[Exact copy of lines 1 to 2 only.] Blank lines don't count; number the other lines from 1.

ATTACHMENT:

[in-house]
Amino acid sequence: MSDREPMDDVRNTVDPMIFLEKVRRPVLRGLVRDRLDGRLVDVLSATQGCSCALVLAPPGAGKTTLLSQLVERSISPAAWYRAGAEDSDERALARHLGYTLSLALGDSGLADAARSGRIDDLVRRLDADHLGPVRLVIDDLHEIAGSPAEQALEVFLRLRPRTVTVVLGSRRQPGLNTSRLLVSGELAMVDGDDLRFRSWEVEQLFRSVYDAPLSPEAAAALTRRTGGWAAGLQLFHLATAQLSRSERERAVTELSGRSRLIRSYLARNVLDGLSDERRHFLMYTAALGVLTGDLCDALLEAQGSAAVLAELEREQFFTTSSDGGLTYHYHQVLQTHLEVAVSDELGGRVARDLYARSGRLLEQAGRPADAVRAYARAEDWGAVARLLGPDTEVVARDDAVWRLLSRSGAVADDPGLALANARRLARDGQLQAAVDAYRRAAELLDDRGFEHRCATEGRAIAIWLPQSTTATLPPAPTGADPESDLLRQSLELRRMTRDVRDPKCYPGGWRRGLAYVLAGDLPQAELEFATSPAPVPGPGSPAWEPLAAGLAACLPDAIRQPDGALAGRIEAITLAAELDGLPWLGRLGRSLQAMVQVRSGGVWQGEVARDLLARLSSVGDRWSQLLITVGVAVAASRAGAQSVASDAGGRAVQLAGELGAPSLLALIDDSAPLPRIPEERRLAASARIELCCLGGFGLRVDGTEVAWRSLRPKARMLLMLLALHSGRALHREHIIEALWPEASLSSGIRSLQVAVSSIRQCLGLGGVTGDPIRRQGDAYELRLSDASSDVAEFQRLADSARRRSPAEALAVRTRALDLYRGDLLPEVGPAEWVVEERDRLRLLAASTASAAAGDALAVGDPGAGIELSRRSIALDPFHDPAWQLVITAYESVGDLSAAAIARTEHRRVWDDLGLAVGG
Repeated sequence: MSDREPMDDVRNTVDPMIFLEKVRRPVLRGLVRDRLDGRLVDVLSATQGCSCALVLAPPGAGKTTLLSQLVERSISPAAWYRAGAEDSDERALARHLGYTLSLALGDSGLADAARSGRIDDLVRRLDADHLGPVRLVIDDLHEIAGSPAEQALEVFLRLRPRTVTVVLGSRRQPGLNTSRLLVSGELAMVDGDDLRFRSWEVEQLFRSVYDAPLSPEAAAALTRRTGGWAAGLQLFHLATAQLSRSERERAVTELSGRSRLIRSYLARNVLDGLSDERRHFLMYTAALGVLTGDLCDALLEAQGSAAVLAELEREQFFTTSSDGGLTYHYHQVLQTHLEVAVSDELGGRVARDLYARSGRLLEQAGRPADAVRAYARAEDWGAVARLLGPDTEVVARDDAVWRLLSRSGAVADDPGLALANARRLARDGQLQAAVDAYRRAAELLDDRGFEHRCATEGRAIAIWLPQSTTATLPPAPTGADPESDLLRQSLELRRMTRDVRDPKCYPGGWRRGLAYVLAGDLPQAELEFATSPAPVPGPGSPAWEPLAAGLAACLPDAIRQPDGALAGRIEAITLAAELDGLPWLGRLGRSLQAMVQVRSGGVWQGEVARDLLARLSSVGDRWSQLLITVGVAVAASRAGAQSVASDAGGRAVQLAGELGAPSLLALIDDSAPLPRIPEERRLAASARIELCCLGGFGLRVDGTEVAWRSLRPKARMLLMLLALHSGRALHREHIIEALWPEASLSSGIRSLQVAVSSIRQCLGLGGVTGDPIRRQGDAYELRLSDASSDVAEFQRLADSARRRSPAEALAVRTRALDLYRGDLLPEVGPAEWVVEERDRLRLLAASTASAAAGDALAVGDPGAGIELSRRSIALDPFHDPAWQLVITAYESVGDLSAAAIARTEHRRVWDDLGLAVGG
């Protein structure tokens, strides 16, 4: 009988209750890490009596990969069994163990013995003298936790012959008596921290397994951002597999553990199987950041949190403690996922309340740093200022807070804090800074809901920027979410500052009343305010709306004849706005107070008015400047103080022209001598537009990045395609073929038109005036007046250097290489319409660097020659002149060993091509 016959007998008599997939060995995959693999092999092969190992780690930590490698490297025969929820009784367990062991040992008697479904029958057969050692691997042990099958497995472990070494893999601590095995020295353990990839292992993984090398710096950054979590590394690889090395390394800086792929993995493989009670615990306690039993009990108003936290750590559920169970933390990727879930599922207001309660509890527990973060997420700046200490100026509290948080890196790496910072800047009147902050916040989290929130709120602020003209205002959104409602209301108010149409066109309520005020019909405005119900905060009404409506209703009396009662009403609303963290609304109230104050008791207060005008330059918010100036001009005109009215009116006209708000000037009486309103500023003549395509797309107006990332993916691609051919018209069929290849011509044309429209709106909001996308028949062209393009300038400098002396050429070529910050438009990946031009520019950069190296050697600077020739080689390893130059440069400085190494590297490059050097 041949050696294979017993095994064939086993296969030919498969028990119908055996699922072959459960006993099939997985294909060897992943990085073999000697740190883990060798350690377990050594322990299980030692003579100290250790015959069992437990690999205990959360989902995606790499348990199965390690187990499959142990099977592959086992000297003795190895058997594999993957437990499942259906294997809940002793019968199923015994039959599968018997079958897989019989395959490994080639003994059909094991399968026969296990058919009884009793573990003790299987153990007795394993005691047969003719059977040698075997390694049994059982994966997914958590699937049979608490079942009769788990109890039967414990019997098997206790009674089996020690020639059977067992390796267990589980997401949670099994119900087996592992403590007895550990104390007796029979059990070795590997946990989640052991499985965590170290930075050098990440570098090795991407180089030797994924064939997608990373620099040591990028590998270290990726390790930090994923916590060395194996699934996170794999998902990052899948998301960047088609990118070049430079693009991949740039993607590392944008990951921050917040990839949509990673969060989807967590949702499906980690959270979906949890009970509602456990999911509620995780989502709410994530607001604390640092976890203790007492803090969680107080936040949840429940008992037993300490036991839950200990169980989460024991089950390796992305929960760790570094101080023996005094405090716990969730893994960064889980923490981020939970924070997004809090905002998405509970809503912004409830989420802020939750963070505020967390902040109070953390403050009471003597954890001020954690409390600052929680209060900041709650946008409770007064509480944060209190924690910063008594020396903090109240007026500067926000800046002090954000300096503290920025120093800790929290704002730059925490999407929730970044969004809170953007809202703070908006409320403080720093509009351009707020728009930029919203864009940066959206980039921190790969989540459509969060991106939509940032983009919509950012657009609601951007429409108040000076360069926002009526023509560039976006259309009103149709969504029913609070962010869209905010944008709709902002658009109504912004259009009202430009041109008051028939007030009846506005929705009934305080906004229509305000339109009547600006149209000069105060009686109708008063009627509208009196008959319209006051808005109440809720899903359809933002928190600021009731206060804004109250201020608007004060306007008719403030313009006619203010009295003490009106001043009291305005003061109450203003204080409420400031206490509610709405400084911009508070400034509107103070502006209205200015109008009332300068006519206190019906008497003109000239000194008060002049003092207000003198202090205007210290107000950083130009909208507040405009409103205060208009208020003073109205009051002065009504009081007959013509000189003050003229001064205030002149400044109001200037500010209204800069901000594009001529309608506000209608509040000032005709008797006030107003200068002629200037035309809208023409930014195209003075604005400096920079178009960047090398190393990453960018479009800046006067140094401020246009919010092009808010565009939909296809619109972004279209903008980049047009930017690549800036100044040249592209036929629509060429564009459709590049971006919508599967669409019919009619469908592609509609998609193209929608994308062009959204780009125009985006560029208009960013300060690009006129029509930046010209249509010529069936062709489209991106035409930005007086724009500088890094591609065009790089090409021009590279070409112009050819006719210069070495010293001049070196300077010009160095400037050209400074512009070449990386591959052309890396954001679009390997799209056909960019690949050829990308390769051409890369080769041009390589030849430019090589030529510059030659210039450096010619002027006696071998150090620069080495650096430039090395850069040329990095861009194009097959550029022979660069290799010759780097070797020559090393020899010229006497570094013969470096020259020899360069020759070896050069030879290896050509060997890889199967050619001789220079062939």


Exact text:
[in-house]
Amino acid sequence: MSDREPMDDVRNTVDPMIFLEKVRRPVLRGLVRDRLDGRLVDVLSATQGCSCALVLAPPGAGKTTLLSQLVERSISPAAWYRAGAEDSDERALARHLGYTLSLALGDSGLADAARSGRIDDLVRRLDADHLGPVRLVIDDLHEIAGSPAEQALEVFLRLRPRTVTVVLGSRRQPGLNTSRLLVSGELAMVDGDDLRFRSWEVEQLFRSVYDAPLSPEAAAALTRRTGGWAAGLQLFHLATAQLSRSERERAVTELSGRSRLIRSYLARNVLDGLSDERRHFLMYTAALGVLTGDLCDALLEAQGSAAVLAELEREQFFTTSSDGGLTYHYHQVLQTHLEVAVSDELGGRVARDLYARSGRLLEQAGRPADAVRAYARAEDWGAVARLLGPDTEVVARDDAVWRLLSRSGAVADDPGLALANARRLARDGQLQAAVDAYRRAAELLDDRGFEHRCATEGRAIAIWLPQSTTATLPPAPTGADPESDLLRQSLELRRMTRDVRDPKCYPGGWRRGLAYVLAGDLPQAELEFATSPAPVPGPGSPAWEPLAAGLAACLPDAIRQPDGALAGRIEAITLAAELDGLPWLGRLGRSLQAMVQVRSGGVWQGEVARDLLARLSSVGDRWSQLLITVGVAVAASRAGAQSVASDAGGRAVQLAGELGAPSLLALIDDSAPLPRIPEERRLAASARIELCCLGGFGLRVDGTEVAWRSLRPKARMLLMLLALHSGRALHREHIIEALWPEASLSSGIRSLQVAVSSIRQCLGLGGVTGDPIRRQGDAYELRLSDASSDVAEFQRLADSARRRSPAEALAVRTRALDLYRGDLLPEVGPAEWVVEERDRLRLLAASTASAAAGDALAVGDPGAGIELSRRSIALDPFHDPAWQLVITAYESVGDLSAAAIARTEHRRVWDDLGLAVGG